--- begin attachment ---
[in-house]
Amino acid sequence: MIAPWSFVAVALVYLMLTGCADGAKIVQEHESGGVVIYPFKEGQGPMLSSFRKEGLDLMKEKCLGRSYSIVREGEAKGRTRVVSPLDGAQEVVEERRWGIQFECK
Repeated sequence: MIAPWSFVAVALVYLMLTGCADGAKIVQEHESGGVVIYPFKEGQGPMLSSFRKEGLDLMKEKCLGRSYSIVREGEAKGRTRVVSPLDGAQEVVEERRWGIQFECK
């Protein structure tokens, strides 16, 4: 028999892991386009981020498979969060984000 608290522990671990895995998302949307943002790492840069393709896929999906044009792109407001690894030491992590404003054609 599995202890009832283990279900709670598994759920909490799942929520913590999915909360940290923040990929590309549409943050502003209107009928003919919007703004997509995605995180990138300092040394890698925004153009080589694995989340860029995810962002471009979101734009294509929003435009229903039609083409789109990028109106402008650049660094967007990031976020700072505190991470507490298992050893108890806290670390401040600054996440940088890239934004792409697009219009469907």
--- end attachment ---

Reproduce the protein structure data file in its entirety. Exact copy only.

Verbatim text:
[in-house]
Amino acid sequence: MIAPWSFVAVALVYLMLTGCADGAKIVQEHESGGVVIYPFKEGQGPMLSSFRKEGLDLMKEKCLGRSYSIVREGEAKGRTRVVSPLDGAQEVVEERRWGIQFECK
Repeated sequence: MIAPWSFVAVALVYLMLTGCADGAKIVQEHESGGVVIYPFKEGQGPMLSSFRKEGLDLMKEKCLGRSYSIVREGEAKGRTRVVSPLDGAQEVVEERRWGIQFECK
């Protein structure tokens, strides 16, 4: 028999892991386009981020498979969060984000 608290522990671990895995998302949307943002790492840069393709896929999906044009792109407001690894030491992590404003054609 599995202890009832283990279900709670598994759920909490799942929520913590999915909360940290923040990929590309549409943050502003209107009928003919919007703004997509995605995180990138300092040394890698925004153009080589694995989340860029995810962002471009979101734009294509929003435009229903039609083409789109990028109106402008650049660094967007990031976020700072505190991470507490298992050893108890806290670390401040600054996440940088890239934004792409697009219009469907």